Article from Las Vegas Review Journal:
The workers who are cleaning up the oil in the Gulf need to be aware of the chemicals that will be used. I am one of the 11,000+ cleanup workers from the Exxon Valdez oil spill (EVOS), who is suffering from health issues from that toxic cleanup, without compensation from Exxon.
My name is Merle Savage; a female general foreman during the Exxon Valdez oil spill (EVOS) beach cleanup in 1989, which turned into 21 years of extensive health deterioration for me, and many other workers. Dr. Riki Ott visited me in 2007 to explain about the toxic spraying on the beaches. She also informed me that Exxon's medical records and the reports that surfaced in litigation by sick workers in 1994, had been sealed from the public, making it impossible to hold Exxon responsible for their actions.
Exxon developed the toxic spraying; OSHA, the Coast Guard, and the state of Alaska authorized the procedure; VECO and other Exxon contractors implemented it. Beach crews breathed in crude oil that splashed off the rocks and into the air -- the toxic exposure turned into chronic breathing conditions and central nervous system problems, along with other massive health issues. Some of the illnesses include neurological impairment, chronic respiratory disease, leukemia, lymphoma, brain tumors, liver damage, and blood disease.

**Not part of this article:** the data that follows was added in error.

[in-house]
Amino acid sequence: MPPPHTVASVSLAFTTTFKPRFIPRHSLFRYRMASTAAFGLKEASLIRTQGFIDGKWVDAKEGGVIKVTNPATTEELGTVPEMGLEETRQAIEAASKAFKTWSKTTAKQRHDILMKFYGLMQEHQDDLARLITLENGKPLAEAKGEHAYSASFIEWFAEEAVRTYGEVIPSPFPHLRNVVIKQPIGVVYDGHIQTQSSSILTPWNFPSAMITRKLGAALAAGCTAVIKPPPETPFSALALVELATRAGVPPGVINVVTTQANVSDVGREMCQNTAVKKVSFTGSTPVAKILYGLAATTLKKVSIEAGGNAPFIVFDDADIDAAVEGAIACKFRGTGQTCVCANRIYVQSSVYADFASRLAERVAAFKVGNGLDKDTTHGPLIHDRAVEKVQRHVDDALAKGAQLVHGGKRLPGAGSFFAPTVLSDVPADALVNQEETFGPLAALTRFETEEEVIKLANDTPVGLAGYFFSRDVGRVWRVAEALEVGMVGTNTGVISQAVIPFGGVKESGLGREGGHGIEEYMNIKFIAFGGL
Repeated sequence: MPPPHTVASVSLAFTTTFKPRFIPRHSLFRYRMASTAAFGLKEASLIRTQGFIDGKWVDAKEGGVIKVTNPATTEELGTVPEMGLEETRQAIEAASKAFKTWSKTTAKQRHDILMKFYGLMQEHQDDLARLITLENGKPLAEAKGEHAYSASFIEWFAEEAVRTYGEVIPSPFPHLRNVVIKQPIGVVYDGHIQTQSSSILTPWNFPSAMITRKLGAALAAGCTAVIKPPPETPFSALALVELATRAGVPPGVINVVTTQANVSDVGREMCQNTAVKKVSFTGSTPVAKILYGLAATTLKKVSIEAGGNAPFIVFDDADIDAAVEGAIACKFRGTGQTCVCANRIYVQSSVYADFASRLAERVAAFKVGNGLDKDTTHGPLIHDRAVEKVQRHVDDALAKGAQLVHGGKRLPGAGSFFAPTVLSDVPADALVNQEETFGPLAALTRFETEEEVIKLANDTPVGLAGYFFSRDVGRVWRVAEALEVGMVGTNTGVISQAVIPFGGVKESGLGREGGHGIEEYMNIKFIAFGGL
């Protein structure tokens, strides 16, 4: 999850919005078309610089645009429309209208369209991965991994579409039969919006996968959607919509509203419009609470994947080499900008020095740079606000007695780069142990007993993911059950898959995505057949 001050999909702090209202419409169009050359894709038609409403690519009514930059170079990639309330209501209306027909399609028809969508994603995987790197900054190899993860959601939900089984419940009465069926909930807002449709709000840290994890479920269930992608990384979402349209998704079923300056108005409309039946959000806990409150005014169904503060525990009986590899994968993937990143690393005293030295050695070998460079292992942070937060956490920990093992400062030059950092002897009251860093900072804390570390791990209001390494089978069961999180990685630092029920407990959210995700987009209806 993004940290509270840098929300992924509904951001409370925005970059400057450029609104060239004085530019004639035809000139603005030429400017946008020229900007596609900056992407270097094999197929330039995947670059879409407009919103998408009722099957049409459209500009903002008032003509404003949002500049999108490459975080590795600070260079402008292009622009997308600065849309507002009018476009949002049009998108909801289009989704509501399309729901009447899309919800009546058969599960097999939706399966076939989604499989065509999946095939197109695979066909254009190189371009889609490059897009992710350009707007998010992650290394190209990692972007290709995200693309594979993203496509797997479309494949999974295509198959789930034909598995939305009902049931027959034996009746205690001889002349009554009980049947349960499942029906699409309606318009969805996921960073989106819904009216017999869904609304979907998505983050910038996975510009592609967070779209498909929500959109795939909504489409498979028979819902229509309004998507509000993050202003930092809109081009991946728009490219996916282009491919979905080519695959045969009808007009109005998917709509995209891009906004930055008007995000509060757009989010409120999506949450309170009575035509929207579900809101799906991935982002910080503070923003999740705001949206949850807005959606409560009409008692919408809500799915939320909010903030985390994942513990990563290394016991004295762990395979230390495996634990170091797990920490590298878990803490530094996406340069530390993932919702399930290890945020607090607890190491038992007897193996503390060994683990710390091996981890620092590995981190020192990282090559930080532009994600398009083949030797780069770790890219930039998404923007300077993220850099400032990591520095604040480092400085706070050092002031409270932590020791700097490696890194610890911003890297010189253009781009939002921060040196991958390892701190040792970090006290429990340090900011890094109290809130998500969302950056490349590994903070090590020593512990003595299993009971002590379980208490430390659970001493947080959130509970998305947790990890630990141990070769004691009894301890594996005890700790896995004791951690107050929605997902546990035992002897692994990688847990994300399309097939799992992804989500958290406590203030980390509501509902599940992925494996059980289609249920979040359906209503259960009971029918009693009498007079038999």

My web site is devoted to searching for EVOS cleanup workers who were exposed to the toxic spraying, and are suffering from the same illnesses that I have. Our summer employment turned into a death sentence for many -- and a life of unending medical conditions for the rest of us – Exxon’s Collateral Damaged.
"They called it the "Valdez crud," but it was more than a cough and diarrhea.
"We thought it was a flu that was going around and every body kept getting it," said Merle Savage, who was general foreman of the cleanup crews of the 1989 Exxon Valdez oil spill in Alaska's Prince William Sound.
Instead, the stuff that was making cleanup workers sick was a toxic cocktail of oil droplets in mist they inhaled from spraying the shoreline with hot water and chemicals that were used to disperse the spill's massive black wave.
Now Savage wants today's workers to be aware of similar risks they might face in cleaning up the even bigger BP oil spill in the Gulf of Mexico."
Las Vegas Review Journal